Russia Attempts to Organize Conference on Syrian Crisis

Article Summary
Russia is trying to organize an international conference to deal with the Syrian crisis, writes RIta Sfeir. But heated debates are taking place over the inclusion of Iran or Syrian opposition factions, and there are many questions about the true intent of the conference.  

A meeting took place between US President Barack Obama and Russian Prime Minister Vladimir Putin at the Mexican resort town of Los Cabos on the sidelines of the G20 summit. Meanwhile, Russia is continuing with its organization of another international conference on the Syrian crisis. The importance of the meeting between the two leaders has been amplified by the latest developments and increased level of violence in Syria, which culminated in the suspension of the UN’s observation mission [on June 16].

Russia’s diplomatic efforts — toward both the East and West — have revolved around a constant adherence to the peace plan initiated by the UN and Arab League envoy, Kofi Annan. Lately, this plan seems to have been in grave danger of collapsing. According to the statements of a Russian diplomatic source to An-Nahar in Beirut, all of Russia’s diplomatic efforts regarding the Syrian crisis revolve around series of meetings that Moscow has called and will continue to call for. For example, Russian Foreign Minister Sergei Lavrov’s visit to Tehran last week, which was followed by telephone consultations with Annan, was a part of these efforts. The continued nuclear negotiations between Iran and the P5+1 group in Moscow will also have to take into account the developments in Syria.

If the Russian proposal to hold a meeting on Syria, with Iran included,  were to succeed, it would have to overcome a series of “details” that still differentiate the West’s view from Russia’s.

The Russian source summarizes these issues as follows:

  1. Disagreement over the meeting place. It is no secret that the Russians proposed Moscow as a meeting locale at first, but Geneva is now being considered a possible location after negotiations. French Foreign Minister Laurent Fabius clearly alluded to Geneva when he suggested “a platform similar to that of the Security Council.”
  2. Disagreement over Iran’s participation in the meeting. Russia clarified that the participant list had not yet been finalized, and that “any discussion will remain incomplete in the absence of any country with influence in the matter.” The West continues to reject Iran’s participation at a time when Moscow insists on the importance of gathering all factions with influence on the events in Syria, which includes neighboring countries of Lebanon, Jordan, Turkey, Iraq, Saudi Arabia, Qatar and Iran.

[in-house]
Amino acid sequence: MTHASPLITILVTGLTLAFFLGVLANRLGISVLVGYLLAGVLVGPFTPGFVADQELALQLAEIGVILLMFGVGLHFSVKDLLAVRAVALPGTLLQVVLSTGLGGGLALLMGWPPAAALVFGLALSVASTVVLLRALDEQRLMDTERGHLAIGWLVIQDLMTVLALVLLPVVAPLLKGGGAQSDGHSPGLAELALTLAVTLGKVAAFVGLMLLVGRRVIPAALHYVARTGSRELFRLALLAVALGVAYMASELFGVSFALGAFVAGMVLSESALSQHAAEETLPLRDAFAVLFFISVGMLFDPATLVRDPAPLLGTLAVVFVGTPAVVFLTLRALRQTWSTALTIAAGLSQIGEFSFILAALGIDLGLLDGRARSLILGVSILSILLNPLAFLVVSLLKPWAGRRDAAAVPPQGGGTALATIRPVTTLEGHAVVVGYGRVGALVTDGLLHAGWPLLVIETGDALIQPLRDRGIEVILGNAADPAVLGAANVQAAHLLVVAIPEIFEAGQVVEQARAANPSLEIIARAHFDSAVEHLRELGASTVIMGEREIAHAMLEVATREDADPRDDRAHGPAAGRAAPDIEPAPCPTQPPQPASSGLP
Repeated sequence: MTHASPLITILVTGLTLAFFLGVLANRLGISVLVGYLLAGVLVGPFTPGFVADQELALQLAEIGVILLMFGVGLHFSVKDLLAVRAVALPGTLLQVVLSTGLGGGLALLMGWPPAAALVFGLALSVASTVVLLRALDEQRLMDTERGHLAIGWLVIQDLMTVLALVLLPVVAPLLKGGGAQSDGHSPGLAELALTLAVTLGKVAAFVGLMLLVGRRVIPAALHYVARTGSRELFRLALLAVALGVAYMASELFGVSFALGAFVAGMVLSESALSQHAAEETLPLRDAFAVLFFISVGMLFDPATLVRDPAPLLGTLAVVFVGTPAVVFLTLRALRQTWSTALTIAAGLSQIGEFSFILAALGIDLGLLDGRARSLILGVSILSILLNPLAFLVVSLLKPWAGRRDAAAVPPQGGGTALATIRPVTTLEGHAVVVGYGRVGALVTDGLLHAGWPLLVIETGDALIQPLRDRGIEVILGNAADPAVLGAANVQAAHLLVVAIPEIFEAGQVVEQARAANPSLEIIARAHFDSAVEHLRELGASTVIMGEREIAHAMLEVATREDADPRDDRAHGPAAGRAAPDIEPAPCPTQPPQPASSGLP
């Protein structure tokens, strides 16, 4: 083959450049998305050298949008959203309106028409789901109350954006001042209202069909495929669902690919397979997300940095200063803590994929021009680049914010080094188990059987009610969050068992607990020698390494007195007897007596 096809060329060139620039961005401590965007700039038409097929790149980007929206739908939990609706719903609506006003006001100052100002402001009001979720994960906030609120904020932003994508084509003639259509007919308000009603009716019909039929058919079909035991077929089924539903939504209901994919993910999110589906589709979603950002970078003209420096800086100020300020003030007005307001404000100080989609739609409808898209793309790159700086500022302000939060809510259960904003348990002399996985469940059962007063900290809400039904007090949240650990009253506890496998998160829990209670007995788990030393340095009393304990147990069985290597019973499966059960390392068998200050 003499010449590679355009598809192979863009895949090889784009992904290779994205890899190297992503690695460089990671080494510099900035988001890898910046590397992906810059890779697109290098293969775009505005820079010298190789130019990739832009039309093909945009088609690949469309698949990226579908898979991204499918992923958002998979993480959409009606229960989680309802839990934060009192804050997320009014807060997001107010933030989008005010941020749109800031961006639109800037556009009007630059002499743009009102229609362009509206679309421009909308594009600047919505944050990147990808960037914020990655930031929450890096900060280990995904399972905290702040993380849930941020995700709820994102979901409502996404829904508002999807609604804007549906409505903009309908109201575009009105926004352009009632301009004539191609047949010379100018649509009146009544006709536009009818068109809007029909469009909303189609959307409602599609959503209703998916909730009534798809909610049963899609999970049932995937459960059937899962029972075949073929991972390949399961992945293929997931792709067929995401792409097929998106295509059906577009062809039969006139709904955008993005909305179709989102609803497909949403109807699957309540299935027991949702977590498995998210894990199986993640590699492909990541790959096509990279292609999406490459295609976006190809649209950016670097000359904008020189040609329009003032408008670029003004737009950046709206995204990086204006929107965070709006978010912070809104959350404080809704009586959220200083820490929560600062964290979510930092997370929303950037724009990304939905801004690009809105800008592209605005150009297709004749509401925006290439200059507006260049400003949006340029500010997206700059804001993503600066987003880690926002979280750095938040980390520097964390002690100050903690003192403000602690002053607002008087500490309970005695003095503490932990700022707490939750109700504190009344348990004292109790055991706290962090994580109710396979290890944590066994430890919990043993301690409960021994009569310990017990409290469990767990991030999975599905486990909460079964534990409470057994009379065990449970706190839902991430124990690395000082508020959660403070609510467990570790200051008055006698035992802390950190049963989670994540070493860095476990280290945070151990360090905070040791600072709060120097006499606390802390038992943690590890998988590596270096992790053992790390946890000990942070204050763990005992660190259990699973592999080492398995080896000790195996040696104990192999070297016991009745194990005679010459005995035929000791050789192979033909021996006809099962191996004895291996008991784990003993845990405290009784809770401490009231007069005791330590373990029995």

3. Moscow insists on excluding the Syrian [opposition] factions from participating in the first phase of meetings. It denied that its refusal to include them aimed to extending the regime’s life. The Russian source repeatedly asserted that his country wanted to reach a quick and peaceful political solution to the crisis.
  4. The last round of French and Russian bickering reflects these countries’ differences regarding the conference’s agenda. Russia insisted that discussions be limited to stopping the violence and organizing talks. On the other hand, Western sources, particularly from the US and France,  signaled that the discussions had reached the point where the “post-Bashar al-Assad era” could be discussed. This was quickly denied by Russia.
  5. It is no secret that Russo-Western negotiations are taking place on two different levels; the first has to do with the importance of reaching a political solution. The second is the security-military level, which has entailed reciprocal accusations of giving military assistance to both parties of the conflict. While Russian diplomats see this last factor as “an additional reason for the urgent need to bring all the foreign factions together,” it nonetheless continues to remind others of the longstanding Russo-Syrian cooperation in defensive matters. What’s more, other factions’ have also attempted to provide armed groups in Syria with advanced weaponry.

Efforts to organize an international conference were the focus of a recent meeting between Lebanese Foreign Minister Adnan Mansour and Russian Ambassador to Lebanon Alexander Zasypkin. The latter has highlighted that Lebanon could potentially benefit from attending the international conference.

The Russian side also clarified that no official invitations have been sent to anybody — including Lebanon — for the conference that is scheduled for the end of the month. Russia is waiting until a final agreement can be reached on the conference’s location, content and sponsor, which may turn out to be the UN. The Russian diplomatic source also conveyed that Mansour had a positive attitude toward the proposal, but stressed that Lebanon alone would decide on whether to participate or not.

In the meantime, the Russians have made it clear that there are three things that they will categorically reject: an invoking of the UN Charter’s Chapter VII, arming international observers and applying international sanctions. It should be noted however, that no positive progress has been made in unifying the Syrian opposition; its unification must be achieved before it may begin discussions with the regime.

Found in: sryian opposition, russian diplomacy, russian conference on syria, russian, p5+1

Cookies help us deliver our services. By using them you accept our use of cookies. Learn more... X